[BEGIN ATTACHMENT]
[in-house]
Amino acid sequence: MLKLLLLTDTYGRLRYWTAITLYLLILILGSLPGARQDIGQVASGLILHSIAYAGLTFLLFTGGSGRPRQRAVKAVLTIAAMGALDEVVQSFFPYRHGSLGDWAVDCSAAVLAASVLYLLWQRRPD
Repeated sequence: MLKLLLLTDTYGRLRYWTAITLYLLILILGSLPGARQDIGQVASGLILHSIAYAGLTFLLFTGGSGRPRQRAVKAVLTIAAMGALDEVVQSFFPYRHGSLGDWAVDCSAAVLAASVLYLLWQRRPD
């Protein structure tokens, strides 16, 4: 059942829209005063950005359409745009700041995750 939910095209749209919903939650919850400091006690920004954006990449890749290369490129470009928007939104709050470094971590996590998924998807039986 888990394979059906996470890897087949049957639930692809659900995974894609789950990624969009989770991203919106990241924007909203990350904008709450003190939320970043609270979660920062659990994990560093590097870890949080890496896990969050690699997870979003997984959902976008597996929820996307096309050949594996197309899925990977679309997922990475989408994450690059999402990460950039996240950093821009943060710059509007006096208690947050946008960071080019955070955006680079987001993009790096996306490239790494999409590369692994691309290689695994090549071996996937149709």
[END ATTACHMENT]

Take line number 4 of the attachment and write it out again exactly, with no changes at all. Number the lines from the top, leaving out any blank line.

């Protein structure tokens, strides 16, 4: 059942829209005063950005359409745009700041995750 939910095209749209919903939650919850400091006690920004954006990449890749290369490129470009928007939104709050470094971590996590998924998807039986 888990394979059906996470890897087949049957639930692809659900995974894609789950990624969009989770991203919106990241924007909203990350904008709450003190939320970043609270979660920062659990994990560093590097870890949080890496896990969050690699997870979003997984959902976008597996929820996307096309050949594996197309899925990977679309997922990475989408994450690059999402990460950039996240950093821009943060710059509007006096208690947050946008960071080019955070955006680079987001993009790096996306490239790494999409590369692994691309290689695994090549071996996937149709």